This week we will focus on bunker shots.   For this shot your club head goes above your hands on the backswing since you hinge your wrists to make a longer swing, but it stays below your hands on the follow-through.  Like the chip shot, the club shaft will be slightly forward at impact and the club head will be low and pointed left of the target on the follow-through.   

Here are some bunker play secrets:

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Keep your network of friends strong to keep you strong.  Visit www.ewga.com and learn about all the other positive gains of membership.  EWGA has the friendship part covered!

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We talked last week about the importance of practicing the short game to see immediate improvement in your golf scores and I shared some chipping secrets (remember, this is a swing where the club head stays low, below your hands on the backswing and follow-through.)

This week we will focus on pitching. For this shot your club head goes above your hands on the backswing since you hinge your wrists to make a longer swing, but it stays below your hands on the follow-through. Like the chip shot, the club shaft will be slightly forward at impact and the club head will be low and pointed left of the target on the follow-through.





Here are some pitching secrets:

  • Use most lofted club – PW or SW
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If you are getting excited to play in the new EWGA Par 3 Challenge, chances are you want to focus on knocking the rust off your short game.  This is the most important part of a golfers game, yet most people don’t practice chipping, pitching, bunker shots or putting like they should.  The general rule of thumb is to practice 50 percent of the time on these areas.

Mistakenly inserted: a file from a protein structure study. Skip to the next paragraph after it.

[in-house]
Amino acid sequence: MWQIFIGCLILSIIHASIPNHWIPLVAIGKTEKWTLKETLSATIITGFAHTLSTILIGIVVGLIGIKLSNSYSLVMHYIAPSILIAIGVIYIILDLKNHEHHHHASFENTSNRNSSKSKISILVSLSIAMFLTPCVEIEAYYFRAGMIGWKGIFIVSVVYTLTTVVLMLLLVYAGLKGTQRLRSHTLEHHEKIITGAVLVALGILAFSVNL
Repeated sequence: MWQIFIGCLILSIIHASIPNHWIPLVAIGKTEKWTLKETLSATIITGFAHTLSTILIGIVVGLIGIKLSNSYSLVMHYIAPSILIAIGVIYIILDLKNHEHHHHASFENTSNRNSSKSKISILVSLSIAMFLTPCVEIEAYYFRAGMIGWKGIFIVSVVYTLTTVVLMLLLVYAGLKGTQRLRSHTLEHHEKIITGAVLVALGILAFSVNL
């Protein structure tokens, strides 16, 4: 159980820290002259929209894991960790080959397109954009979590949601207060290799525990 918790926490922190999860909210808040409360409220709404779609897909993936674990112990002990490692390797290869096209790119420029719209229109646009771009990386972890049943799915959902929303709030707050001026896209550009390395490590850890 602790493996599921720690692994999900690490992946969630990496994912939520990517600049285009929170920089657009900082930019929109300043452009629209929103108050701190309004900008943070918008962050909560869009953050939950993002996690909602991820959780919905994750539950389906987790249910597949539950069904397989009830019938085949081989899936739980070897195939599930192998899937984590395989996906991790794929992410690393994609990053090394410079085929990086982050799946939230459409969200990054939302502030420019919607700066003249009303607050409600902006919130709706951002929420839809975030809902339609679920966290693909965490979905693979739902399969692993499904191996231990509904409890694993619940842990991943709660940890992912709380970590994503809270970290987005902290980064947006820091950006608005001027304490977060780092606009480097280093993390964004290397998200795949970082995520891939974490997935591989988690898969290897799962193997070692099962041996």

The quickest way to see immediate improvement in your golf scores is to practice the short game.  Learn and own a 50-yard shot – it’s  imperative for women to get great at it - and own it.  You will be amazed at the increase in confidence and that will carry over to other areas of your swing and game.  Even if you play with golfers who crush it past you, once you get that 50-yard shot in your tool box, you can beat those who hit it farther than you with your new and improved short game.

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As part of EWGAs themed “I Heart Golf Month” in February and with many parts of the country suffering from cold and snow, it’s a great time to prepare for your 2015 golf season from the warmth of your house.  While waiting for courses to re-open in the spring, there are many fitness and exercises you can do that will benefit both your body and your golf swing in the off-season. 

EWGA member and fellow LPGA Professional Karen Palacios-Jansen has created a perfect blend of fitness exercises designed to help your golf game, called Cardiogolf.  Cardiogolf is a way for golfers to improve their swing mechanics and fitness levels at the same time.  You can work on these exercises in your home, at the gym or outside before you play.